Miami, FL (PRWEB) August 20, 2013
Recent information released by the American Journal of Pediatrics on August 16th shared on divulged information regarding the likelihood of probiotic being able to reduce a child susceptibility to allergies during a pinprick test, if taken during certain stages of infancy. While the study reveals that symptoms associated with allergies like wheezing or asthma were not lessened by probiotic use, further studies may being conducted to test how much of an influence probiotics will have on a child’s allergic reactions. In order to educate the public on the growing uses of probiotics, topical probiotic leader, Probiotic Action further explains the news, the science behind probiotics, and how it affects consumers.
Probiotics have been primarily used as an ingested supplement, meant to help reduce swelling, inflammation, and indigestion in the gut. When used as a topical probiotic, some have seen reduced amounts of inflammation and swelling when outstanding factors, like bacteria, or in this case, allergies are presented to the skin. As the article suggests, “Overall, probiotics showed a trend toward reducing the risk of atopic sensitization, defined as positive skin prick test”, meaning that allergic reactions were not seen to be present. With this information consumers may soon be able to see if starting probiotic treatments from a young age may soon find that allergic reactions on the skin may lessen, unlike those who do not use probiotic supplements.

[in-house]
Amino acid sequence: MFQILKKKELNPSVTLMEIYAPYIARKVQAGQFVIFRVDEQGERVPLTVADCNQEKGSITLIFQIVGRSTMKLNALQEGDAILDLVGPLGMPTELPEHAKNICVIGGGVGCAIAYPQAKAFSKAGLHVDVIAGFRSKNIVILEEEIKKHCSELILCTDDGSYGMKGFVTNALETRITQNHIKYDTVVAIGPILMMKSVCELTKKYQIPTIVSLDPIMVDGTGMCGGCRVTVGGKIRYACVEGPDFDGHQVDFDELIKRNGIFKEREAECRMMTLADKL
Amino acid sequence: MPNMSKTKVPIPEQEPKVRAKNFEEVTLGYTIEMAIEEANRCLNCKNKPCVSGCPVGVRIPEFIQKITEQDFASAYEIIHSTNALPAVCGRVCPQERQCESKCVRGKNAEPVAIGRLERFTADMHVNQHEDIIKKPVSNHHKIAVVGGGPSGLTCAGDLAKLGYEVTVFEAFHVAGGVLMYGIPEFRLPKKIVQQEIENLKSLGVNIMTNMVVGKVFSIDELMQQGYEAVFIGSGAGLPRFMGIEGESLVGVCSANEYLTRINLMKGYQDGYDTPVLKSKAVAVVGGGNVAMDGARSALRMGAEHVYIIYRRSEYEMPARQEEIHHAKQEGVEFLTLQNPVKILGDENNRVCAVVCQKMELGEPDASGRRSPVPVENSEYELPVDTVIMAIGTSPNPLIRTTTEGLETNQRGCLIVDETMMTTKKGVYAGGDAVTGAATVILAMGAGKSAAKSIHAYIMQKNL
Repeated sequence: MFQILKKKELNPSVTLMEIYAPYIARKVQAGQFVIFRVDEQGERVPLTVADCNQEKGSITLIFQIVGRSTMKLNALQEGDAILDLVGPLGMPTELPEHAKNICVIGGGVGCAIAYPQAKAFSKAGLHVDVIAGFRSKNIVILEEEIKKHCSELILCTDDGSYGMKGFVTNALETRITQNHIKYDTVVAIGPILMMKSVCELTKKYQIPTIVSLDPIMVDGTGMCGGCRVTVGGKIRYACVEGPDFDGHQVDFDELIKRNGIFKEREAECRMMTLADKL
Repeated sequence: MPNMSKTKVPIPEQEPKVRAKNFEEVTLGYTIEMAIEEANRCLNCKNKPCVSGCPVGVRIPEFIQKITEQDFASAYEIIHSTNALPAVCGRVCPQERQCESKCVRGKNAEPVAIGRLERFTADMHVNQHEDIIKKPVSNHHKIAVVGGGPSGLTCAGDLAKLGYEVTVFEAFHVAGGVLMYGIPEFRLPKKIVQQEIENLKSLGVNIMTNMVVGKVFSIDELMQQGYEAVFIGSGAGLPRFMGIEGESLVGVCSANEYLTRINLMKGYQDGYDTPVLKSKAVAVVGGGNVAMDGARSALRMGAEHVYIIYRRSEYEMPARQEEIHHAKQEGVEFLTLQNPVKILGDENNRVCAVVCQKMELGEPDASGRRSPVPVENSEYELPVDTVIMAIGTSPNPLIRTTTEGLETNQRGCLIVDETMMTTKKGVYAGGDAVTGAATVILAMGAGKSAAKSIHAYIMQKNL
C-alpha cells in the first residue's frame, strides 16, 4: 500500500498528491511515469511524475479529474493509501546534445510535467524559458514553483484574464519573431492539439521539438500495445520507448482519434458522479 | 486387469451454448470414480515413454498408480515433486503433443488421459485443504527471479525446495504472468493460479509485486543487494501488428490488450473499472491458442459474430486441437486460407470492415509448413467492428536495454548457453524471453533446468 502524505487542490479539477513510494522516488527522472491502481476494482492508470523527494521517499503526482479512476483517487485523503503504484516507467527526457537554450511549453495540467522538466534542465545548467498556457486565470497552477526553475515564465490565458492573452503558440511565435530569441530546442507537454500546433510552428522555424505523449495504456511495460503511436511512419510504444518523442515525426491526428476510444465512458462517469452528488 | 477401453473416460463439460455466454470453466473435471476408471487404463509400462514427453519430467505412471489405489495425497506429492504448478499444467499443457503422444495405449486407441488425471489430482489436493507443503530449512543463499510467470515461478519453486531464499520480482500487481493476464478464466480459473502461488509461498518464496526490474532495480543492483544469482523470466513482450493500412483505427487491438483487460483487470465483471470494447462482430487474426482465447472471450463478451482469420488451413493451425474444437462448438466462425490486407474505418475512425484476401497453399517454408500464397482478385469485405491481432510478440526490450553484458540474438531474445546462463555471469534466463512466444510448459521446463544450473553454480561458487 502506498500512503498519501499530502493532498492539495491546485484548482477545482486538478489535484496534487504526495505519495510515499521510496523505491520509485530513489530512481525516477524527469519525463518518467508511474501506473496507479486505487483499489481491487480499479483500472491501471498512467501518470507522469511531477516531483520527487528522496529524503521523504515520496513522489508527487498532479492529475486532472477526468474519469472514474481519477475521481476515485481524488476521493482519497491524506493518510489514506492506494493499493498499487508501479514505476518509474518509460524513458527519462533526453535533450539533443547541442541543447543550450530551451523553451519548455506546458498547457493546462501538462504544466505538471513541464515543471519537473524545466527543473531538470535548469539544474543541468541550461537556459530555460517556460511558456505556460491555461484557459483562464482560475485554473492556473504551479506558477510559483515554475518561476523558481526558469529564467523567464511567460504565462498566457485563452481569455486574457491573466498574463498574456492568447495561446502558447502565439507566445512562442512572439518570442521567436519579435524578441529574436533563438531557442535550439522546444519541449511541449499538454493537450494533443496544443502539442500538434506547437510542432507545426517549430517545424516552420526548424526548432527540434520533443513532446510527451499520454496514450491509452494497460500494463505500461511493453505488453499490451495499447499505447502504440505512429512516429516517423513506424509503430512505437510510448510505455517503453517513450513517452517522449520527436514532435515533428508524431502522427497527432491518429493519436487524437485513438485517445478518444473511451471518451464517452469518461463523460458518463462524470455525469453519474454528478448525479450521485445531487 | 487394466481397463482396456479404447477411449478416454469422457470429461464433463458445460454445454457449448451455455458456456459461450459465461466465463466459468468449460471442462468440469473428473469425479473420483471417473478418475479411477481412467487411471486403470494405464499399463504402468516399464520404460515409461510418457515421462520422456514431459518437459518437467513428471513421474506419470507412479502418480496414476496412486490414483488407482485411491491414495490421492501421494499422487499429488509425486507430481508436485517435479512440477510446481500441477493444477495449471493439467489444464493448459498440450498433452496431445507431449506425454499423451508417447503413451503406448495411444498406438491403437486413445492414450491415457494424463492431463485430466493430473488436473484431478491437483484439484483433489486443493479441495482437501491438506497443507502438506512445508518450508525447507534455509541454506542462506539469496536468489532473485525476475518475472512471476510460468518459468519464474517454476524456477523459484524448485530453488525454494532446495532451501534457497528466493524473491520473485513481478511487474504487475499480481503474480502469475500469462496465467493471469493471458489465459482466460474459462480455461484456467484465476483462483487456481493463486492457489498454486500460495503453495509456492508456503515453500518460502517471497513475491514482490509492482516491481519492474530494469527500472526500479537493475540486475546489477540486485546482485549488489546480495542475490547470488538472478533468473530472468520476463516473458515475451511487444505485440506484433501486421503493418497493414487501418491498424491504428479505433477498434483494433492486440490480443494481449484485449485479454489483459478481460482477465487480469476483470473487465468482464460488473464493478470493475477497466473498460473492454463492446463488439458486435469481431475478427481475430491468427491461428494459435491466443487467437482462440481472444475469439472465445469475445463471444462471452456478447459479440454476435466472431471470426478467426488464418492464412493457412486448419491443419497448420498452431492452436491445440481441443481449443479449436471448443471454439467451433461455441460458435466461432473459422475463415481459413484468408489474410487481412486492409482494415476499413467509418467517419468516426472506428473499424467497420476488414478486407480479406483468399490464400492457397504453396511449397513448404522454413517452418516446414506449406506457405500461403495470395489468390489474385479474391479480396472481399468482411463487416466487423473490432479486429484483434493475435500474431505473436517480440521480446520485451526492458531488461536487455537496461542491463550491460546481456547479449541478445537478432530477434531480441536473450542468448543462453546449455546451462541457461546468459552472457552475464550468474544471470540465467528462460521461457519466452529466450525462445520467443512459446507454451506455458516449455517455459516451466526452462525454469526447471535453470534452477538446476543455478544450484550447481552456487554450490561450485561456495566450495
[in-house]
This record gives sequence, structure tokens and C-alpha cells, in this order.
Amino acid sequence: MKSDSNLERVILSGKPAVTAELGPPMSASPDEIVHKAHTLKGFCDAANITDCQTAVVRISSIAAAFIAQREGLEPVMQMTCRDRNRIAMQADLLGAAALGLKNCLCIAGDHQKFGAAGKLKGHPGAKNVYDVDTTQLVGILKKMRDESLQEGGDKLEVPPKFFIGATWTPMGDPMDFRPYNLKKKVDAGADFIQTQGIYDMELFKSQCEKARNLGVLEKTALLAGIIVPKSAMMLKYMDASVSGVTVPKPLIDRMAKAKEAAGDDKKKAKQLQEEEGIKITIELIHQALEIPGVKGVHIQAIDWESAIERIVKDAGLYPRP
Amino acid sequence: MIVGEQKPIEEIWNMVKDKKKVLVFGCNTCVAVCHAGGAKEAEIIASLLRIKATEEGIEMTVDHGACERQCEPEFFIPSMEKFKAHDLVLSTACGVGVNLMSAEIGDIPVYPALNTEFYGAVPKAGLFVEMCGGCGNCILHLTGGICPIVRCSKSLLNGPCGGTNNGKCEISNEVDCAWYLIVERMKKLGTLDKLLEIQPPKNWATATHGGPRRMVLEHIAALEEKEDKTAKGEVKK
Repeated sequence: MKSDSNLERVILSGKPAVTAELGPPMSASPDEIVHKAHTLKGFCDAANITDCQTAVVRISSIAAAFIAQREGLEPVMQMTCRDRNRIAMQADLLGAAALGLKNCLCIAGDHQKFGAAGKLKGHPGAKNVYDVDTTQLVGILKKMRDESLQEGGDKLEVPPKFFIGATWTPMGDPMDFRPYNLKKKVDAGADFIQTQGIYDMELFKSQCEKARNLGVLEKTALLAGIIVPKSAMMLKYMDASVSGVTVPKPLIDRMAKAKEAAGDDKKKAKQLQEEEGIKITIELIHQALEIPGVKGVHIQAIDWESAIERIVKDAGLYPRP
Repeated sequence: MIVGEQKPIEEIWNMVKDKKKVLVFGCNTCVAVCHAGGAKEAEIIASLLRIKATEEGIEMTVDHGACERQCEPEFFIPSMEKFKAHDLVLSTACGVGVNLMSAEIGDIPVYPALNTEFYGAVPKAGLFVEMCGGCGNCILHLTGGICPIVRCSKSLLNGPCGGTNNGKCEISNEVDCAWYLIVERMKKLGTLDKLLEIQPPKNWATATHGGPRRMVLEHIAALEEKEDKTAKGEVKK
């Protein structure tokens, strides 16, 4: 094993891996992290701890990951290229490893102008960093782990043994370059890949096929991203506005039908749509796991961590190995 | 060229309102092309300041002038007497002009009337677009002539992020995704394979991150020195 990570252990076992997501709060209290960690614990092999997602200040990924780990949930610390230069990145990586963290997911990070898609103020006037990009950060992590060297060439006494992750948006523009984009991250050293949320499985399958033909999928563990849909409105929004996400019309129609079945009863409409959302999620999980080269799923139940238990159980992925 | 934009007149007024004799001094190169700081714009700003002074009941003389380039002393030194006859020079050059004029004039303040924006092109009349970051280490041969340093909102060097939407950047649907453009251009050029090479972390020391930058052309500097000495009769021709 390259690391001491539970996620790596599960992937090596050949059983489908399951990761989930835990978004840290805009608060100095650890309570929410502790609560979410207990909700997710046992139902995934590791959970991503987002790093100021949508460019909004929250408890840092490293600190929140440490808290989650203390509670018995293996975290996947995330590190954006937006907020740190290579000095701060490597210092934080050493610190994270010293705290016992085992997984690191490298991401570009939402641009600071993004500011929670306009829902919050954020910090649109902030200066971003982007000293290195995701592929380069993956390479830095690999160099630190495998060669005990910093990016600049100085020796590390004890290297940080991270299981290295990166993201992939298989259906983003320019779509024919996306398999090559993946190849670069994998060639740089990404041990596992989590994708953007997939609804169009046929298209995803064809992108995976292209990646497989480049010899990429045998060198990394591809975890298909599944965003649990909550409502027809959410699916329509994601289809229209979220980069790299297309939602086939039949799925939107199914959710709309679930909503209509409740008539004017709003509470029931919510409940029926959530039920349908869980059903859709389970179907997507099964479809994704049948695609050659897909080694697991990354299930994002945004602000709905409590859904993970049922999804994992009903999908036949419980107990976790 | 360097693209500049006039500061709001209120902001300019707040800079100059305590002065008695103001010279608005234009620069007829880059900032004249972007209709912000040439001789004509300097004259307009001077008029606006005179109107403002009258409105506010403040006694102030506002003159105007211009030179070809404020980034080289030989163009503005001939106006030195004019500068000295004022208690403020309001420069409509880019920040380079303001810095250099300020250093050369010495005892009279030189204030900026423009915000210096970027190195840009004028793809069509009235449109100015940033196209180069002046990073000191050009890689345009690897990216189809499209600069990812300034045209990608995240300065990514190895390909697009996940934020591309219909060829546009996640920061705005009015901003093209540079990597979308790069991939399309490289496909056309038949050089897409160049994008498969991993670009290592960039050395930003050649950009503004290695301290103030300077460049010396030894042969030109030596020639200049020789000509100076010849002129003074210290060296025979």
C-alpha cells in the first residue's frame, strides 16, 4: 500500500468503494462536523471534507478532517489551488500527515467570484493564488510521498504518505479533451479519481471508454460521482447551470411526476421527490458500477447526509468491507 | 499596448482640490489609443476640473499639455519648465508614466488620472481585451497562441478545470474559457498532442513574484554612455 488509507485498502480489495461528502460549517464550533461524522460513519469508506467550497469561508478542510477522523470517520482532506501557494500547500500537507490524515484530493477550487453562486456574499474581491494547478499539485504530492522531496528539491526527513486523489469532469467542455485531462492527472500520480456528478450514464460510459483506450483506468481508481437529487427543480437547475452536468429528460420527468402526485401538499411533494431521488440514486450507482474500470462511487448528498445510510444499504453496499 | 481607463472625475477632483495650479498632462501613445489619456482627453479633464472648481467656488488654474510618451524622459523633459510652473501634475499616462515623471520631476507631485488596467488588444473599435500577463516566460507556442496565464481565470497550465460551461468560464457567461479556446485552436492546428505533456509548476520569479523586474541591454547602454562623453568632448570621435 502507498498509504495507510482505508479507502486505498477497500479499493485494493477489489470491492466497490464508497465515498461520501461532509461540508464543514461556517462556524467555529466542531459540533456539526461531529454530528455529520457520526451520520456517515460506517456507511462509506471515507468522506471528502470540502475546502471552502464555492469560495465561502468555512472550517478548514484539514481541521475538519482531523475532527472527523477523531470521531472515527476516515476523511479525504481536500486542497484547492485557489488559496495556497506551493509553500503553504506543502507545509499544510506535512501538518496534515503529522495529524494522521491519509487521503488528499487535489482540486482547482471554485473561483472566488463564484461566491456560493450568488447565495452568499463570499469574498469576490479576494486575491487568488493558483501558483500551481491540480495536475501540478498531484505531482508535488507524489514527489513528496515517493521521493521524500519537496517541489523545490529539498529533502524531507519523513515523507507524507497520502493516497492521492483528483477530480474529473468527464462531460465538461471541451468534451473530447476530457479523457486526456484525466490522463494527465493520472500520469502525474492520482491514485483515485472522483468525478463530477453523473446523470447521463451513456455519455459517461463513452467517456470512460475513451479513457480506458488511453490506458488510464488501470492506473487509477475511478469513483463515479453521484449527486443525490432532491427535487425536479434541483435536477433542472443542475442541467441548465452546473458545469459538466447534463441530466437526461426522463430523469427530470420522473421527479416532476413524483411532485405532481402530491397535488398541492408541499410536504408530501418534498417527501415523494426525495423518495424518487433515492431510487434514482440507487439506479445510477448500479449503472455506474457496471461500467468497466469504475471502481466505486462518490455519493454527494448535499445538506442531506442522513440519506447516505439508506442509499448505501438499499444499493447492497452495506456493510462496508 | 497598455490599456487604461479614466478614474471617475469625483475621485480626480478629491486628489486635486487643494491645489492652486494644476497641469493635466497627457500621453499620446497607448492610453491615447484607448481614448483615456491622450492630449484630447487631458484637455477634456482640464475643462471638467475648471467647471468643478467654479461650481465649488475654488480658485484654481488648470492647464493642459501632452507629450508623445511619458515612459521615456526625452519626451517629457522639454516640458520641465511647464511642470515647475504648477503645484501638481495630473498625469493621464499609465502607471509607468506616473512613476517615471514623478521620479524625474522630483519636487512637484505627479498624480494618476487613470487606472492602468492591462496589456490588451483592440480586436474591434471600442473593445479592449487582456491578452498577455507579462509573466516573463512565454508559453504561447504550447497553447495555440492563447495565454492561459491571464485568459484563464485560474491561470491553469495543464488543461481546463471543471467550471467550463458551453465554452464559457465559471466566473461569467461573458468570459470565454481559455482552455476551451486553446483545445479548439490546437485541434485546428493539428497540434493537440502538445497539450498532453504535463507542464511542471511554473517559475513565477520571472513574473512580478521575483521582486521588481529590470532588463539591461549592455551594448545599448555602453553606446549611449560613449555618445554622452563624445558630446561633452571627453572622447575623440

“As we use topical probiotics to treat acne, eczema, and rosacea, its is not unlikely that probiotics would r
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